The difference between life and death
The best solution to eradicate fistulas is to prevent them occurring in the first place. The Hamlins’ original plan for working in Ethiopia was to train midwives so that all women would have access to a clean, safe birth. In 2007, Dr. Catherine returned to her original vision with the development of the Hamlin College of Midwives.
The Hamlin College of Midwives recruits students from rural areas, puts them through rigorous training as midwives, and deploys them back to their villages where their skills are needed. Each student undertakes a four-year Bachelor of Science degree in Midwifery on a full Hamlin scholarship, funded by generous donors like you. Once graduating, each midwife is committed to working for four years as a Hamlin midwife.
Since 2007, 170 midwives have graduated from the Hamlin College of Midwives. 95 more are currently completing their BSc Midwifery at the College.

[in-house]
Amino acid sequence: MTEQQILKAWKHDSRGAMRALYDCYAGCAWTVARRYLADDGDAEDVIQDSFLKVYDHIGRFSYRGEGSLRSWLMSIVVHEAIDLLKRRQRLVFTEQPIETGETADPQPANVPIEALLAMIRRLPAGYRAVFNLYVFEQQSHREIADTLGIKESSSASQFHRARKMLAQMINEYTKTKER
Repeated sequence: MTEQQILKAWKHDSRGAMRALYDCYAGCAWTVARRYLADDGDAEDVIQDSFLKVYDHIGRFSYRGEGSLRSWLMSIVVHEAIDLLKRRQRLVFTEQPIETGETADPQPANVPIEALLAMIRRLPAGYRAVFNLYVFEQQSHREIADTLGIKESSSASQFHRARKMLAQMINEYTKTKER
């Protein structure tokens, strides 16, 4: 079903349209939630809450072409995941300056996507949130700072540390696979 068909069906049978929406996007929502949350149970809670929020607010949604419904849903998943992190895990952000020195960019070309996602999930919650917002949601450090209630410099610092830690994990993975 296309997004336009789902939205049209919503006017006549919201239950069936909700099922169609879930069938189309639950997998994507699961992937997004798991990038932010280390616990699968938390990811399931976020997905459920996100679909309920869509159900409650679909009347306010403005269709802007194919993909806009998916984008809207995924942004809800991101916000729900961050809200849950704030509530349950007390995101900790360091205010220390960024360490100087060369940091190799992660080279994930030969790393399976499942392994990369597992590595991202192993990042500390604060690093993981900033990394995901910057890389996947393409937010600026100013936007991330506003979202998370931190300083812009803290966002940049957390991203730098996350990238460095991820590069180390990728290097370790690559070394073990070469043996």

100 Hamlin midwives are still working in over 50 Hamlin-supported midwifery clinics. The downstream effects of a Hamlin midwife are remarkable – when a Hamlin midwife arrives, new cases of fistula drop to almost zero in nearby villages.
The importance of these midwives cannot be over emphasised. According to the World Health Organisation, every day 830 women around the world die from preventable causes related to pregnancy and childbirth. 99% of all maternal deaths occur in developing countries without adequate maternal health care. If midwives were present during birth, up to 90 percent of these deaths could be prevented, according to the International Confederation of Midwives.
Your support is integral to achieving Catherine’s vision of a fistula-free Ethiopia.